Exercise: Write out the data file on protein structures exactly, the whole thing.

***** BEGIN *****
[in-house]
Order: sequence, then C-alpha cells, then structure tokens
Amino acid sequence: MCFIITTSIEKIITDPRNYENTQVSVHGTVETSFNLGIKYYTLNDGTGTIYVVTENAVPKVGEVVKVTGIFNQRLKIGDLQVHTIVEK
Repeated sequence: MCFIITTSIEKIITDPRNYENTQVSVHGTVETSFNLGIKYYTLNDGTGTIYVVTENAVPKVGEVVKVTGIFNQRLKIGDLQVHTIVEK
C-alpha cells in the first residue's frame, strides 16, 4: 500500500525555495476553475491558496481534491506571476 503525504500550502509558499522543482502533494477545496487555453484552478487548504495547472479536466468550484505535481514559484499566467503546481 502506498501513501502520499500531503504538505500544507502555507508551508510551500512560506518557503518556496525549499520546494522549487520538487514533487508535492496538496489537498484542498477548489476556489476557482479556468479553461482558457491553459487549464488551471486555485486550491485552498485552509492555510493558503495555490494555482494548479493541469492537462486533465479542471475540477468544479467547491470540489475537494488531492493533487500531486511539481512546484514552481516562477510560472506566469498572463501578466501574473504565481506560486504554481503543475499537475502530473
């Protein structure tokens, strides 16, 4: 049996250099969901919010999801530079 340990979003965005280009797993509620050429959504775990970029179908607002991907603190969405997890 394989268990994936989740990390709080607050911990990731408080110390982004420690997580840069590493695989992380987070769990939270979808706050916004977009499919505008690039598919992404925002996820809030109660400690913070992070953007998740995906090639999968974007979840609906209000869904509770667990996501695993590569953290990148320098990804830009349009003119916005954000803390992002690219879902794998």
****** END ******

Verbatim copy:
[in-house]
Order: sequence, then C-alpha cells, then structure tokens
Amino acid sequence: MCFIITTSIEKIITDPRNYENTQVSVHGTVETSFNLGIKYYTLNDGTGTIYVVTENAVPKVGEVVKVTGIFNQRLKIGDLQVHTIVEK
Repeated sequence: MCFIITTSIEKIITDPRNYENTQVSVHGTVETSFNLGIKYYTLNDGTGTIYVVTENAVPKVGEVVKVTGIFNQRLKIGDLQVHTIVEK
C-alpha cells in the first residue's frame, strides 16, 4: 500500500525555495476553475491558496481534491506571476 503525504500550502509558499522543482502533494477545496487555453484552478487548504495547472479536466468550484505535481514559484499566467503546481 502506498501513501502520499500531503504538505500544507502555507508551508510551500512560506518557503518556496525549499520546494522549487520538487514533487508535492496538496489537498484542498477548489476556489476557482479556468479553461482558457491553459487549464488551471486555485486550491485552498485552509492555510493558503495555490494555482494548479493541469492537462486533465479542471475540477468544479467547491470540489475537494488531492493533487500531486511539481512546484514552481516562477510560472506566469498572463501578466501574473504565481506560486504554481503543475499537475502530473
């Protein structure tokens, strides 16, 4: 049996250099969901919010999801530079 340990979003965005280009797993509620050429959504775990970029179908607002991907603190969405997890 394989268990994936989740990390709080607050911990990731408080110390982004420690997580840069590493695989992380987070769990939270979808706050916004977009499919505008690039598919992404925002996820809030109660400690913070992070953007998740995906090639999968974007979840609906209000869904509770667990996501695993590569953290990148320098990804830009349009003119916005954000803390992002690219879902794998």